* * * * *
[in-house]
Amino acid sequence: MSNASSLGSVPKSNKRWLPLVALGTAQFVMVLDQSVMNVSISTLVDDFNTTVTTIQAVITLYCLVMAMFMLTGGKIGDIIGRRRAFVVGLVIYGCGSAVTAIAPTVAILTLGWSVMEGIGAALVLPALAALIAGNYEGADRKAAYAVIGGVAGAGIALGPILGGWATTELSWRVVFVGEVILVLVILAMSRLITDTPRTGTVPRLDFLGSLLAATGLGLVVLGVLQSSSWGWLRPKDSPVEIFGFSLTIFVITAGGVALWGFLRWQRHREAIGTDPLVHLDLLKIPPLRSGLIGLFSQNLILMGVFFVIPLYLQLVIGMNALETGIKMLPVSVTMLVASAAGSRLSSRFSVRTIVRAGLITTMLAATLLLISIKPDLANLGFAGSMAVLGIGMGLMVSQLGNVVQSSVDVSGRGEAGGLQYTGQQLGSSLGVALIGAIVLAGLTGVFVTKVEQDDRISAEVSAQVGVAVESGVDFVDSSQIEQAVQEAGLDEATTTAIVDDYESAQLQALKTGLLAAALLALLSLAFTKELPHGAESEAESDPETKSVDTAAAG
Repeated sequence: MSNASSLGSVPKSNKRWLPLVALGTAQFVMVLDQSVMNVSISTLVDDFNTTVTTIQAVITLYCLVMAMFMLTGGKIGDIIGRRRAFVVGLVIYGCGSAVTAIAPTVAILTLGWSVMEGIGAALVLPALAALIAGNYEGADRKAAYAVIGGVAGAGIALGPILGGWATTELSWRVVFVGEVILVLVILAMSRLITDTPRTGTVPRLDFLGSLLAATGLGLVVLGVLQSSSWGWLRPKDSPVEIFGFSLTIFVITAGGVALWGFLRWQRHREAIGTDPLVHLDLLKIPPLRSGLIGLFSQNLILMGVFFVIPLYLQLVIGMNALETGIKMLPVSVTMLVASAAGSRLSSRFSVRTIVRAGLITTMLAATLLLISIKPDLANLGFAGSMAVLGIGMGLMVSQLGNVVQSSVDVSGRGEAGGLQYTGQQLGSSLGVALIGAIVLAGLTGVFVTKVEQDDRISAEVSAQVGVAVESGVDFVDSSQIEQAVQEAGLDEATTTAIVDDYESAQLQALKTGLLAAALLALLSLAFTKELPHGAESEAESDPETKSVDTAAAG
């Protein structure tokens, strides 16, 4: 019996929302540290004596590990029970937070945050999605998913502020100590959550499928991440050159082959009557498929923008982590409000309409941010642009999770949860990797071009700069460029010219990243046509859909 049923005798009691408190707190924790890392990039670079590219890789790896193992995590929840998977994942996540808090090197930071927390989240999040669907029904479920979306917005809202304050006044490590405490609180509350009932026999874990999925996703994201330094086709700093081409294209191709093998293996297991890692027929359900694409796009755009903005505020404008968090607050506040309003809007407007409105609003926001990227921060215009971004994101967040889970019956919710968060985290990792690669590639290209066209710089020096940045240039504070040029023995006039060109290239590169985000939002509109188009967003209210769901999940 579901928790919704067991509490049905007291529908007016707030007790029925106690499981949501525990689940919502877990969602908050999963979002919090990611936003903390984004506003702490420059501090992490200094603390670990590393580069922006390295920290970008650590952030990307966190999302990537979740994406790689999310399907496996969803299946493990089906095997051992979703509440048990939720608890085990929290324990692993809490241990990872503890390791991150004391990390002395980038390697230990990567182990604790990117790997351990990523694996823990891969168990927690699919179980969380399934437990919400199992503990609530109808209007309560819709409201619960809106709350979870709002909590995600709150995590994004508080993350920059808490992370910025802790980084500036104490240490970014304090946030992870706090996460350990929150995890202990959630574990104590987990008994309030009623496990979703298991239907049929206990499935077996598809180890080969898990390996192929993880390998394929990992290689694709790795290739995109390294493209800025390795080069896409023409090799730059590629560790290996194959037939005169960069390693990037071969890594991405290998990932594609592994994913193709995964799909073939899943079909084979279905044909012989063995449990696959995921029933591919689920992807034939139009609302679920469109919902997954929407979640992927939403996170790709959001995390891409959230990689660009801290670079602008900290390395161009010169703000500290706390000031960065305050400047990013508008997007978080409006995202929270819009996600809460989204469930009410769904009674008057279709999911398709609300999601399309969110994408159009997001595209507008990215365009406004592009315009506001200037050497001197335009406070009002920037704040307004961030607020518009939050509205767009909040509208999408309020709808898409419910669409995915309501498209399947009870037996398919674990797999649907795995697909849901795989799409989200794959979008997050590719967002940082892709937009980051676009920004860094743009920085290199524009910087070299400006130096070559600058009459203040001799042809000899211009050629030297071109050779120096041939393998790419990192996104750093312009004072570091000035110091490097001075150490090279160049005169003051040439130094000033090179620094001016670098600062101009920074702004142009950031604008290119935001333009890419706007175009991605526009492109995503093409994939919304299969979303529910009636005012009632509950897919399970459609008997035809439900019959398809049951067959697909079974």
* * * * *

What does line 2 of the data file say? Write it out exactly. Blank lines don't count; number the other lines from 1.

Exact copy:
Amino acid sequence: MSNASSLGSVPKSNKRWLPLVALGTAQFVMVLDQSVMNVSISTLVDDFNTTVTTIQAVITLYCLVMAMFMLTGGKIGDIIGRRRAFVVGLVIYGCGSAVTAIAPTVAILTLGWSVMEGIGAALVLPALAALIAGNYEGADRKAAYAVIGGVAGAGIALGPILGGWATTELSWRVVFVGEVILVLVILAMSRLITDTPRTGTVPRLDFLGSLLAATGLGLVVLGVLQSSSWGWLRPKDSPVEIFGFSLTIFVITAGGVALWGFLRWQRHREAIGTDPLVHLDLLKIPPLRSGLIGLFSQNLILMGVFFVIPLYLQLVIGMNALETGIKMLPVSVTMLVASAAGSRLSSRFSVRTIVRAGLITTMLAATLLLISIKPDLANLGFAGSMAVLGIGMGLMVSQLGNVVQSSVDVSGRGEAGGLQYTGQQLGSSLGVALIGAIVLAGLTGVFVTKVEQDDRISAEVSAQVGVAVESGVDFVDSSQIEQAVQEAGLDEATTTAIVDDYESAQLQALKTGLLAAALLALLSLAFTKELPHGAESEAESDPETKSVDTAAAG